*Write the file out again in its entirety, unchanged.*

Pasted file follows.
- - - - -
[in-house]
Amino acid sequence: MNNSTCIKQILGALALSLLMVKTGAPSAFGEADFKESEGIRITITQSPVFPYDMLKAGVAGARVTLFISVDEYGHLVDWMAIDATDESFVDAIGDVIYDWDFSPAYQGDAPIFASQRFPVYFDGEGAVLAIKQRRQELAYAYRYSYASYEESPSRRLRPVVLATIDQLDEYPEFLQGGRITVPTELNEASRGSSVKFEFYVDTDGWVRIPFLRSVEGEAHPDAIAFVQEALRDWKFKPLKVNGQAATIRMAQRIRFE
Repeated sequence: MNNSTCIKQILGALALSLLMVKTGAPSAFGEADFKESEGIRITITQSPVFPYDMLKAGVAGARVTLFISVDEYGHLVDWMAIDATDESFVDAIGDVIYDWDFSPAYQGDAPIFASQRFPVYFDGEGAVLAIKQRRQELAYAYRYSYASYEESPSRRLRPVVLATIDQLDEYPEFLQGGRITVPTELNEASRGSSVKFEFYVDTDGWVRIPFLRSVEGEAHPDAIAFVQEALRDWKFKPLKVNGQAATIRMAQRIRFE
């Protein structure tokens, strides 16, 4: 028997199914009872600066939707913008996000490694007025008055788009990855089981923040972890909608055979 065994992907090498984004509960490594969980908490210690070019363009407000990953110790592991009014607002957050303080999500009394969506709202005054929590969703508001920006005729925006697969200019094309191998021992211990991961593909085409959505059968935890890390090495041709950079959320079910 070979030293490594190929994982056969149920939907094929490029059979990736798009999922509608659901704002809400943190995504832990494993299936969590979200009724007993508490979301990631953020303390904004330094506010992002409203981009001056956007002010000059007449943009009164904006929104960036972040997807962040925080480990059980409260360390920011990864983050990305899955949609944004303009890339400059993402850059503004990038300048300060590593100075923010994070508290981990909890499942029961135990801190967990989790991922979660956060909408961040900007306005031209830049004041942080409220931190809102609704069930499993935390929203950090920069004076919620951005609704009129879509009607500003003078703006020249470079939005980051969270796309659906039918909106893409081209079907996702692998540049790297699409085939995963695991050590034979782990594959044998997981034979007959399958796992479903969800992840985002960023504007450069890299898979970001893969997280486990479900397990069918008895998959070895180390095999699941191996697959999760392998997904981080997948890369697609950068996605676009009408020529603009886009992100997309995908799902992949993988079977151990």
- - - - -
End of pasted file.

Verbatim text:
[in-house]
Amino acid sequence: MNNSTCIKQILGALALSLLMVKTGAPSAFGEADFKESEGIRITITQSPVFPYDMLKAGVAGARVTLFISVDEYGHLVDWMAIDATDESFVDAIGDVIYDWDFSPAYQGDAPIFASQRFPVYFDGEGAVLAIKQRRQELAYAYRYSYASYEESPSRRLRPVVLATIDQLDEYPEFLQGGRITVPTELNEASRGSSVKFEFYVDTDGWVRIPFLRSVEGEAHPDAIAFVQEALRDWKFKPLKVNGQAATIRMAQRIRFE
Repeated sequence: MNNSTCIKQILGALALSLLMVKTGAPSAFGEADFKESEGIRITITQSPVFPYDMLKAGVAGARVTLFISVDEYGHLVDWMAIDATDESFVDAIGDVIYDWDFSPAYQGDAPIFASQRFPVYFDGEGAVLAIKQRRQELAYAYRYSYASYEESPSRRLRPVVLATIDQLDEYPEFLQGGRITVPTELNEASRGSSVKFEFYVDTDGWVRIPFLRSVEGEAHPDAIAFVQEALRDWKFKPLKVNGQAATIRMAQRIRFE
């Protein structure tokens, strides 16, 4: 028997199914009872600066939707913008996000490694007025008055788009990855089981923040972890909608055979 065994992907090498984004509960490594969980908490210690070019363009407000990953110790592991009014607002957050303080999500009394969506709202005054929590969703508001920006005729925006697969200019094309191998021992211990991961593909085409959505059968935890890390090495041709950079959320079910 070979030293490594190929994982056969149920939907094929490029059979990736798009999922509608659901704002809400943190995504832990494993299936969590979200009724007993508490979301990631953020303390904004330094506010992002409203981009001056956007002010000059007449943009009164904006929104960036972040997807962040925080480990059980409260360390920011990864983050990305899955949609944004303009890339400059993402850059503004990038300048300060590593100075923010994070508290981990909890499942029961135990801190967990989790991922979660956060909408961040900007306005031209830049004041942080409220931190809102609704069930499993935390929203950090920069004076919620951005609704009129879509009607500003003078703006020249470079939005980051969270796309659906039918909106893409081209079907996702692998540049790297699409085939995963695991050590034979782990594959044998997981034979007959399958796992479903969800992840985002960023504007450069890299898979970001893969997280486990479900397990069918008895998959070895180390095999699941191996697959999760392998997904981080997948890369697609950068996605676009009408020529603009886009992100997309995908799902992949993988079977151990």